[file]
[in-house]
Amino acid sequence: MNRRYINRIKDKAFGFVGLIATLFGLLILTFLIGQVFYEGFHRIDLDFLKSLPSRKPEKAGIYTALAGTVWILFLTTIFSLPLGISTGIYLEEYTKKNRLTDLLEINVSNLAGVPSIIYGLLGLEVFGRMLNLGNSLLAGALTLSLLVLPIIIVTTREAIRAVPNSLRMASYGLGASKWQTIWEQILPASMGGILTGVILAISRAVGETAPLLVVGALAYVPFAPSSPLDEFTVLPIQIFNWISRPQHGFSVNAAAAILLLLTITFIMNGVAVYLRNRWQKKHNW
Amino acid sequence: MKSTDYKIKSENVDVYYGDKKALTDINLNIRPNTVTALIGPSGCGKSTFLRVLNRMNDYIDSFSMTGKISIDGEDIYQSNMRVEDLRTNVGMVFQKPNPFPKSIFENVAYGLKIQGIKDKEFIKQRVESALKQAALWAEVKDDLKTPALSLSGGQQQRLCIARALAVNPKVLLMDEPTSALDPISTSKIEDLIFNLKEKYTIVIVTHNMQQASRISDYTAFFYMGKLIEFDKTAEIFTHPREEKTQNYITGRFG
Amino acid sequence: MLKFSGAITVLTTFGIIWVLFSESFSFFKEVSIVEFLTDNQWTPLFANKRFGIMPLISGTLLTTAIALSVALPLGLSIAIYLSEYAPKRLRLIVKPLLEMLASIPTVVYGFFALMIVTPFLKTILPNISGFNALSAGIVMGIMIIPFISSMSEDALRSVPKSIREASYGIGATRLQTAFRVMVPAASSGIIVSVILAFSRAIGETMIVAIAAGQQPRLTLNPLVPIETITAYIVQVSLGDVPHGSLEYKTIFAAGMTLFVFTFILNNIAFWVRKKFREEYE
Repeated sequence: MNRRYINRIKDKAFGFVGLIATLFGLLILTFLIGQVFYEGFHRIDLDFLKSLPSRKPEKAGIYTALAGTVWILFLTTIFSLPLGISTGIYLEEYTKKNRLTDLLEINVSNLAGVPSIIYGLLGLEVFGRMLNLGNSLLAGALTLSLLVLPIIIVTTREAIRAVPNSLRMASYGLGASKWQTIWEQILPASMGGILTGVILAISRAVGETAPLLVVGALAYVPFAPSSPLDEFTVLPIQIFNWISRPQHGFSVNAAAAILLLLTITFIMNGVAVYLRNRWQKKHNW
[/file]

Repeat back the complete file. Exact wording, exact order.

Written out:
[in-house]
Amino acid sequence: MNRRYINRIKDKAFGFVGLIATLFGLLILTFLIGQVFYEGFHRIDLDFLKSLPSRKPEKAGIYTALAGTVWILFLTTIFSLPLGISTGIYLEEYTKKNRLTDLLEINVSNLAGVPSIIYGLLGLEVFGRMLNLGNSLLAGALTLSLLVLPIIIVTTREAIRAVPNSLRMASYGLGASKWQTIWEQILPASMGGILTGVILAISRAVGETAPLLVVGALAYVPFAPSSPLDEFTVLPIQIFNWISRPQHGFSVNAAAAILLLLTITFIMNGVAVYLRNRWQKKHNW
Amino acid sequence: MKSTDYKIKSENVDVYYGDKKALTDINLNIRPNTVTALIGPSGCGKSTFLRVLNRMNDYIDSFSMTGKISIDGEDIYQSNMRVEDLRTNVGMVFQKPNPFPKSIFENVAYGLKIQGIKDKEFIKQRVESALKQAALWAEVKDDLKTPALSLSGGQQQRLCIARALAVNPKVLLMDEPTSALDPISTSKIEDLIFNLKEKYTIVIVTHNMQQASRISDYTAFFYMGKLIEFDKTAEIFTHPREEKTQNYITGRFG
Amino acid sequence: MLKFSGAITVLTTFGIIWVLFSESFSFFKEVSIVEFLTDNQWTPLFANKRFGIMPLISGTLLTTAIALSVALPLGLSIAIYLSEYAPKRLRLIVKPLLEMLASIPTVVYGFFALMIVTPFLKTILPNISGFNALSAGIVMGIMIIPFISSMSEDALRSVPKSIREASYGIGATRLQTAFRVMVPAASSGIIVSVILAFSRAIGETMIVAIAAGQQPRLTLNPLVPIETITAYIVQVSLGDVPHGSLEYKTIFAAGMTLFVFTFILNNIAFWVRKKFREEYE
Repeated sequence: MNRRYINRIKDKAFGFVGLIATLFGLLILTFLIGQVFYEGFHRIDLDFLKSLPSRKPEKAGIYTALAGTVWILFLTTIFSLPLGISTGIYLEEYTKKNRLTDLLEINVSNLAGVPSIIYGLLGLEVFGRMLNLGNSLLAGALTLSLLVLPIIIVTTREAIRAVPNSLRMASYGLGASKWQTIWEQILPASMGGILTGVILAISRAVGETAPLLVVGALAYVPFAPSSPLDEFTVLPIQIFNWISRPQHGFSVNAAAAILLLLTITFIMNGVAVYLRNRWQKKHNW